Nine Scottish Towns and Cities Identified as Possible Local TV Locations

Nine Scottish towns and cities have been identified among 65 locations, UK-wide, that might be the bases for a network of local TV providers.

The six – Aberdeen, Ayr, Dundee, Edinburgh, Elgin, Falkirk, Glasgow, Greenock and Inverness – have been chosen by broadcasting regulators, Ofcom, to coincide with a consultation being launched by the Departmernt for Culture, Media and Sport on where the local TV should actually operate from.

The Ofcom recommendations – which include six locations in Wales and three in Northern Ireland – are based on the likes of transmitter locations. 

Says ther DCMS website: “The first licences will be open to bidders in just a few months and a consultation has been published today asking the potential towns and cities why they think they should be among the first selected to bid for a local TV licence. It is expected that the initial list will be narrowed down to about 20 contenders for the first set of licences before the end of the year.”

Westminster Culture Secretary, Jeremy Hunt, who has been promoting the creation of a network of local TV is quoted, as saying: “These new local TV services will be a fundamental change in how people get information about their own communities and how they hold their representatives to account. There’s a huge appetite for local news and information in communities the length and breadth of the country. I want people to be able to watch television that’s truly relevant to them.”

Says Ofcom, in choosing its 65 locations: “It is important to note that Ofcom has not yet been granted the necessary powers to conduct a local TV licensing process. The Government’s framework document suggested that such legislation would be laid in due course, but until such time Ofcom is acting in a technical advisory capacity only. This document does not provide a list of locations where local TV licences will definitely be advertised, nor does it request expressions of interest or applications for local TV services. It is merely a technical assessment of where services might be possible. Should legislation be laid which grants Ofcom the powers to conduct a local TV licensing process, we would expect to consult on our approach prior to inviting applications for any such services.”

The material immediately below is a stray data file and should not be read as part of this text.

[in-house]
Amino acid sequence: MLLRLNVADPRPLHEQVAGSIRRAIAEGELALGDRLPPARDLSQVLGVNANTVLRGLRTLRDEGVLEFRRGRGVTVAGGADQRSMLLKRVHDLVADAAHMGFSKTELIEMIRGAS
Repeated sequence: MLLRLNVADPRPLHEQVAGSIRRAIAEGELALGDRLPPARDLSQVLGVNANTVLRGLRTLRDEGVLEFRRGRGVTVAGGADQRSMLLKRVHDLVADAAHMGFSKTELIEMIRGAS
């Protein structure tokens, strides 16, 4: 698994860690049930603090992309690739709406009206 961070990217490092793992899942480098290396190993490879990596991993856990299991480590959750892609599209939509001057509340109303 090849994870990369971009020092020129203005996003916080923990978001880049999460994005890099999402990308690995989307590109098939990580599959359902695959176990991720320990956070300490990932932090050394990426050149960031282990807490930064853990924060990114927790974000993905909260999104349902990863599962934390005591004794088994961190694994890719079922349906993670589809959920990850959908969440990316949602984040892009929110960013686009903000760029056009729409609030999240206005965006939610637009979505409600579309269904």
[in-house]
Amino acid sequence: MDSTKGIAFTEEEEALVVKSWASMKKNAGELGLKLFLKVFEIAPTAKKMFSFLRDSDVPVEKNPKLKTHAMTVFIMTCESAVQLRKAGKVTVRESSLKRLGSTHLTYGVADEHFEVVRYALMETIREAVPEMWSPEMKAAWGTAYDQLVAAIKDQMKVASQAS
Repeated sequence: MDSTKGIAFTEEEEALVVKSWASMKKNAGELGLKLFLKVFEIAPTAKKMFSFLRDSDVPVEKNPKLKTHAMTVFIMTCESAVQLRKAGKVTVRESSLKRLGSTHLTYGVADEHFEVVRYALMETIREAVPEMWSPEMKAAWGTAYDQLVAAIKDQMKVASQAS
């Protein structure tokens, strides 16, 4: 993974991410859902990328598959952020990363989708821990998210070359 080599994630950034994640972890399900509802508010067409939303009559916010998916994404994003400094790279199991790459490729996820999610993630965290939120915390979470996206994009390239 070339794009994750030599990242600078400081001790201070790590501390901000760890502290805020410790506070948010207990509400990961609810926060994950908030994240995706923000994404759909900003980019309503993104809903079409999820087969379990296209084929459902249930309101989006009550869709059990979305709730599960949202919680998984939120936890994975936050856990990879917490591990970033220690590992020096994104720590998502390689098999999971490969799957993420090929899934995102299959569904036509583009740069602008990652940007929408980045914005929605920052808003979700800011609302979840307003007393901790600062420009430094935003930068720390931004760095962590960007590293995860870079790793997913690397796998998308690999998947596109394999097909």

However, the proposed Scottish locations have not met with the approval of Hunt's Scottish Government counterpart, Fiona Hyslop, who supports the idea of a digital TV channel dedicated to Scottish content and paid for out of the TV licence fee – the Scottish Digital Network, as proposed by the Scottish Broadcasting Commission three years ago.

In a statement, she is quoted as saying: “Local TV services have the potential to bring benefits to viewers across Scotland. However, the UK Government's plans fall far short of the mark.

“We have real concerns about Jeremy Hunt's proposals which would leave gaping holes in provision, particularly in rural areas. Today's announcement makes clear services will not even be established in all the eligible locations.

“Dumfries and Galloway and the Scottish Borders are arguably the parts of Scotland most in need of local television. Viewers here currently receive local news on Channel 3 which is broadcast from Gateshead. Nothing in these inadequate proposals would deliver benefits for viewers in these areas, which are not even on the list of eligible locations..

“We firmly believe that a publicly-funded Scottish Digital Network is the best way to sustain and support local television services in Scotland. Our vision for a national network would serve viewers the length and breadth of the country – not just the largest centres of population which are commercially attractive – as well as meeting the need for choice in public service broadcasting in Scotland.”

Hunt is to host a series of Local TV 'summits', throughout the UK, including in Glasgow on the ninth of next month.